A new blood test could become clinical practice within five years, reducing the need for a liver biopsy in the management of paediatric Non-Alcoholic Fatty Liver Disease (NAFLD), as a major new international paediatric liver registry collaboration yields early results.
Researchers are today presenting findings, at the 52nd Annual Meeting of the European Society of Paediatric Gastroenterology, Hepatology and Nutrition, which indicate that blood tests could replace the need for a liver biopsy in children suffering with NAFLD. Currently, if a doctor is concerned a child has scarring or inflammation of the liver they may recommend a liver biopsy. The study looked at 67 children with NAFLD and found that different types of fats in the blood were associated with features of fatty liver on liver biopsy, allowing researchers to determine the presence of inflammation and scarring—also known as non-alcoholic steatohepatitis and fibrosis.
Non-Alcoholic Fatty Liver Disease affects around one in 10 children and is the most common paediatric liver disorder. It can progress to advanced scarring (cirrhosis), liver failure, and liver cancer. Despite this, the natural history of the condition is poorly understood and there are currently no approved treatments or drugs in clinical trials for children. In response to this, researchers from across Europe have come together to pool resources in order to better understand the condition and how to treat it.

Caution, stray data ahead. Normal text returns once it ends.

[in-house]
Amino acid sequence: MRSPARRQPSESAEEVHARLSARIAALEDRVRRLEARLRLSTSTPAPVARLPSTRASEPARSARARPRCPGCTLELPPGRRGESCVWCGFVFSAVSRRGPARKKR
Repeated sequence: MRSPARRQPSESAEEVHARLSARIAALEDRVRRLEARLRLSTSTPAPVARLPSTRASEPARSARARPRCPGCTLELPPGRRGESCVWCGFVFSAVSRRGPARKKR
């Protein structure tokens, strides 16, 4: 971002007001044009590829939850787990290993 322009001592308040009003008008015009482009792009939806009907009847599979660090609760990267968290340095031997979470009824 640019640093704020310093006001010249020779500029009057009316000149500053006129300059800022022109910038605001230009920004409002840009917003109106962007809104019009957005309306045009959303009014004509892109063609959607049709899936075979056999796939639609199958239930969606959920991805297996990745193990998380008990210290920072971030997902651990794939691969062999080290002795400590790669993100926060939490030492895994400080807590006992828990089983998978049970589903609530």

Liver biopsy is currently the most accurate test for NAFLD and the only method routinely used in practice for assessing the presence of scarring or inflammation. However, biopsy is invasive, resource intensive, costly, prone to sampling error and carries a small risk of significant complications. Therefore, the availability of an accurate and non-invasive marker to replace the need for liver biopsy, both in routine practice and in a clinical trial setting, is a major breakthrough for children, parents and healthcare professionals.
To date, all European drug trials and assessments of non-invasive markers in paediatric NAFLD have been single-centre studies, which limits the generalisability of findings. This is particularly pertinent given the variation in clinical practice at different centres.
This research is the first major finding to be reported from the European Paediatric Non-Alcoholic Fatty Liver Disease Registry (EU-PNALFD registry), an international collaboration of 11 specialist and non-specialist centres in six European countries, led by Dr. Jake Mann. When fully operational, the registry will have enrolled up to 2,000 children, including 500 with biopsy-proven paediatric NAFLD, and follow-up will continue for up to 30 years.
Commenting on the findings, registry co-ordinator Dr. Jake Mann said:
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